Oct 3, 2020

The Entourage Effect Explained

You’ve probably heard of the two main cannabinoids in cannabis – THC and CBD. But scientists have discovered many more cannabinoids in the plant and are only just beginning to dig into their effects, if any. And with all those cannabinoids paired with all those terpenes, the question arises, is it simply a matter of indica versus sativa or is it actually the mix of all these components that determines the cannabis experience as a whole?

 

The entourage effect is the unproven theory that assumes just that; each cannabinoid has its own effect(s) but when multiple cannabinoids are consumed together they are more effective than when consumed alone.

 

The effects of terpenes – besides the scent they lend to the plant/cannabis products – are not fully known. But since many terpenes are found within multiple types of plants and herbs used in naturopathic remedies, some have extrapolated that those healing or mood-adjusting properties of the terpenes would also play a role in the effect of the cannabis.

 

For example, some believe that limonene makes you more energetic, myrcene makes you  tired, and caryophyllene is an antibiotic; these are just some of the unconfirmed associations.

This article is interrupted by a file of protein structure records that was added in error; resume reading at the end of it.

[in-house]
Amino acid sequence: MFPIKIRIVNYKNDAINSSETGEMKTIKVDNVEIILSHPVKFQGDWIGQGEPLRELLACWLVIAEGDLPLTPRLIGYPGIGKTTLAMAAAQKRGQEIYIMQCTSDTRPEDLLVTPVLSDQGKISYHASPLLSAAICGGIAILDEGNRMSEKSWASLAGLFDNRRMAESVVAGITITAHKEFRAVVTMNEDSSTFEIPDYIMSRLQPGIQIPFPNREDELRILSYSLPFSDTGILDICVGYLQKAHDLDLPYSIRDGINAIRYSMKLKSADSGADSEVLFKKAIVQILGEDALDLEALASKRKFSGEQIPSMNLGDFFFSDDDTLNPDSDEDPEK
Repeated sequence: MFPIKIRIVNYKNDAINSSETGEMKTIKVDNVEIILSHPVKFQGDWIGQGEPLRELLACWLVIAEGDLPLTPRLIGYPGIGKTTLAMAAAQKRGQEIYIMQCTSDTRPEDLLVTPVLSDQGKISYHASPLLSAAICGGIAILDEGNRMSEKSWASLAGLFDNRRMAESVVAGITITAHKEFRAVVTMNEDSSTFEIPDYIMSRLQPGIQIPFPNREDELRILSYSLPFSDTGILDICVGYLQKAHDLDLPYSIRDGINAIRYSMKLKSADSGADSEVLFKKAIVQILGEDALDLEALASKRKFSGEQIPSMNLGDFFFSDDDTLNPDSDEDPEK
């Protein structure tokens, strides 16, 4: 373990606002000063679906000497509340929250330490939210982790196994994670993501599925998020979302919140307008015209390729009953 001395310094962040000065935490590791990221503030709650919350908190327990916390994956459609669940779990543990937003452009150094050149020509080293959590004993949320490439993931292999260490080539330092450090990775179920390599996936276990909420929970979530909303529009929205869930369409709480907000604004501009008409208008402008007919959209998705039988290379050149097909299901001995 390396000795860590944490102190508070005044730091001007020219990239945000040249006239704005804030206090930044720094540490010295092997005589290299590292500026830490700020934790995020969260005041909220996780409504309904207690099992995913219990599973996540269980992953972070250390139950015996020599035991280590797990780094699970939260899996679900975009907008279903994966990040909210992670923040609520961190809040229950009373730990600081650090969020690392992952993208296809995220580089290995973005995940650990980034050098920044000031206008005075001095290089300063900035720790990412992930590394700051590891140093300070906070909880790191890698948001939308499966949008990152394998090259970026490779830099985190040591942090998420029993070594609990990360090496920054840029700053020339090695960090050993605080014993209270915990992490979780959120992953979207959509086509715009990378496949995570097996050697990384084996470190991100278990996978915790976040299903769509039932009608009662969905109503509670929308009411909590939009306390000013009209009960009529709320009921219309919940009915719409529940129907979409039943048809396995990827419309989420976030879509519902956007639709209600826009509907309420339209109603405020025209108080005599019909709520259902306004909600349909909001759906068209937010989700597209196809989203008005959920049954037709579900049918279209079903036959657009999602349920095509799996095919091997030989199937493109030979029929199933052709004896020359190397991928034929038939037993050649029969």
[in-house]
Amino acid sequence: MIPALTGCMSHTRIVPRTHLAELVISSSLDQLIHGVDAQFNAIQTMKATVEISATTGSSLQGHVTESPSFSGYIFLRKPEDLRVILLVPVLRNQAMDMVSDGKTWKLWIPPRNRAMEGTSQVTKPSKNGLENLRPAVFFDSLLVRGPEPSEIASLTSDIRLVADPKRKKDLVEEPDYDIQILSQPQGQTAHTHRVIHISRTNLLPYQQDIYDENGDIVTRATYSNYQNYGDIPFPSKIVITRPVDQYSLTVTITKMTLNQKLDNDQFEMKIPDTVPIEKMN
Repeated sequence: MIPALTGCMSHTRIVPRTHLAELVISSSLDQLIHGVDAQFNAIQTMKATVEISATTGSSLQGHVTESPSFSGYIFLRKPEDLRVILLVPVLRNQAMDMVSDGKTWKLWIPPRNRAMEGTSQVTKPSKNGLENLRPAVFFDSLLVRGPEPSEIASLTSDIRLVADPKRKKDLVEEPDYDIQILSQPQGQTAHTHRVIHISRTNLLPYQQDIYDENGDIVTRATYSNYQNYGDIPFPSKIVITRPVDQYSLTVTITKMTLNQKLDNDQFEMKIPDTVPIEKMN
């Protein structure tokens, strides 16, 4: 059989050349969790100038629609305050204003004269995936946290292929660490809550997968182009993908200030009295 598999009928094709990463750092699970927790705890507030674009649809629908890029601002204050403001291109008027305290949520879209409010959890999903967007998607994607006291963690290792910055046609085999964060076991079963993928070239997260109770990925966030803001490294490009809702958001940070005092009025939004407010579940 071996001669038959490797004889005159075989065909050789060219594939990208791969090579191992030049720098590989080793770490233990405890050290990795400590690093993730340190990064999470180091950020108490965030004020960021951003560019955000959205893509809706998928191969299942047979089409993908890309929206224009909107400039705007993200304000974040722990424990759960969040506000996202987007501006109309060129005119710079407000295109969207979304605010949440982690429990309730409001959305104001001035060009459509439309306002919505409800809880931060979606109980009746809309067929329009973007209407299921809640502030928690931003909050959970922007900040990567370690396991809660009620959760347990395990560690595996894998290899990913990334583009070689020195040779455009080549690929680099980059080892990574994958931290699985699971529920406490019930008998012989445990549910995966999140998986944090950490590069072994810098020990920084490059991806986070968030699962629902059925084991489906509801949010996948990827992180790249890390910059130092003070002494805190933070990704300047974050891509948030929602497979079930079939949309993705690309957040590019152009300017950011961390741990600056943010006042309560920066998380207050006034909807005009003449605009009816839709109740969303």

To date, there is no scientific evidence proving the theory to be true. All studies that have been conducted were performed on mice and have yet to produce anything concrete. For example, they found Myrcene to be sedative, but this determined by having mice stand on a hotplate; they gradually raised the temperature until the mouse showed discomfort and tried to escape from the heat, then they dosed the mouse with myrcene and made it stand on the hotplate again. When the mouse on myrcene stood on the hotplate for longer than it had without being on myrcene scientists concluded that the myrcene had sedated the mouse to the point of not feeling the pain of the heat as fast.

 

Can we apply the results of these studies to humans? Health Canada says not yet.

 

What we do know is that the smell of something can immediately trigger a detailed memory or even intense emotion, and memories can be a powerful influence or motivator. We may associate lemon smells with cleaning products and refreshing lemonade, and this might explain people feeling more energized and refreshed when they smell strains with high limonene. If you love kushy smells and have fond memories of smoking kushy strains with old friends, opening a kushy strain might get extra dopamine flowing which can increase the euphoric effects you are feeling. Of course that’s just another theory.

 

With over 140 different cannabinoids and thousands of different terpenes present in cannabis, the combinations to consider seem endless. The entourage effect requires more research to fully understand how or if it works.

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